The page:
April 12, 2005
THIS WEEK — The women’s golf team travels to the state of Ohio to compete in the Lady Buckeye Invitational, April 16-17 in Columbus. The 54-hole tournament will be played on the par-72 (6,201) Ohio State University Scarlet Course. Tournament play begins with 36 holes on Saturday. The final 18 holes will be played Sunday.
THE COMPETITION — The 15 teams competing include: Bowling Green, Eastern Michigan, Indiana, Iowa, Kent State, Marshall, Michigan State, Northwestern, Notre Dame, Ohio State, Penn State, Purdue, Toledo and Western Michigan.
LINEUP — Competing for the Hawkeyes will be seniors Liz Bennett and Shannon Fleming; sophomores Karla Murra and Amy Riepma; and freshmen Jill Marcum and Maggie Gelber. The lowest four scores will count towards the team score.
LAST COMPETITION — Iowa moved from 11th to seventh in the final round of competition at the 19-team Indiana Invitational played April 2-3, in Bloomington. The Hawkeyes shared seventh place with Big Ten foes Wisconsin and Illinois. Senior Liz Bennett paced the Hawkeyes placing fifth with a score of 154, while freshman Jill Marcum finished 21st with a score of 160. The tournament was shortened to 36 holes due to inclement weather on the first day of competition.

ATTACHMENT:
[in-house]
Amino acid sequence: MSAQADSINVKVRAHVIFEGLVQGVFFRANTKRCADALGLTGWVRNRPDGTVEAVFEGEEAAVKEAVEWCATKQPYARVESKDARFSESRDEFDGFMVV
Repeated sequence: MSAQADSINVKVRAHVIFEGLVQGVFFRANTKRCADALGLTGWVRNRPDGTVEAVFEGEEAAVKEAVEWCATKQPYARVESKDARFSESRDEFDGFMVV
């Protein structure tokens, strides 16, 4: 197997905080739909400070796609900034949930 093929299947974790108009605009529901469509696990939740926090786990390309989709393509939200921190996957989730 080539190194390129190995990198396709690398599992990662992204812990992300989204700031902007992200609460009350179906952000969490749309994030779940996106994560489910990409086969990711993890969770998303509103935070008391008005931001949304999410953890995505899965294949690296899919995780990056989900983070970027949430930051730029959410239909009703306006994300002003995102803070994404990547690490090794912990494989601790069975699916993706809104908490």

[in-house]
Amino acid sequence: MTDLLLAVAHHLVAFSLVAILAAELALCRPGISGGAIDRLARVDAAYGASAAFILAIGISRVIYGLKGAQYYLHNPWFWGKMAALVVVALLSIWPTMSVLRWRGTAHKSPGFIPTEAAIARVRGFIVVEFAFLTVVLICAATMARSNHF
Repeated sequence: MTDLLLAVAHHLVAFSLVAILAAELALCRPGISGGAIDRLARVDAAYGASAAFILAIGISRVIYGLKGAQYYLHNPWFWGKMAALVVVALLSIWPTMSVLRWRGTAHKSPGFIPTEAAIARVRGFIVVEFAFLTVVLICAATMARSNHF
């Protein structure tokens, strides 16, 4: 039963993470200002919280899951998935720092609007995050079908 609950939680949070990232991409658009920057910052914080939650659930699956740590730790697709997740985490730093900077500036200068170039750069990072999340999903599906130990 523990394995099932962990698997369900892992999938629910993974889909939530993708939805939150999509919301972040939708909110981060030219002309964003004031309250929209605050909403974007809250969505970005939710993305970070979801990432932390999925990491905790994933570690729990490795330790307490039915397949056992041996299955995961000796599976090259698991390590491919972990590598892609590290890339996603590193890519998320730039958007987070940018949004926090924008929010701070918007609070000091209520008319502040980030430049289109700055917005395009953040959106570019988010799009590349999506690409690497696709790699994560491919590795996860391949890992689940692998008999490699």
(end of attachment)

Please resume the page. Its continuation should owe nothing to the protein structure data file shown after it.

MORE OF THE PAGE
BENNETT LEADS HAWKEYES — Senior Liz Bennett has placed fifth or better five times this season. The native of Sway Hampshire, England, placed first in the Hawkeye Intercollegiate and Sunflower Invitational in the fall. She finished second in the East/West Rio Verde Invitational and fifth in both the Peggy Kirk Bell Invitational and Indiana Invitational this spring.
LAST TIME AT OHIO STATE — The last time Iowa competed on the Scarlet Course, it placed eighth in the 2004 Big Ten Championships. Liz Bennett finished 20th, shooting a 25-over par (313), while Amy Riepma stroked a 28-over par (316) and placed 24th in the 54-hole tournament.
QUOTING HEAD COACH Bobbe Carney — “This weekend’s tournament will be a good test for us on a difficult golf course. The biggest challenge for the players is the thick and long rough, which puts a premium on staying in the fairway.”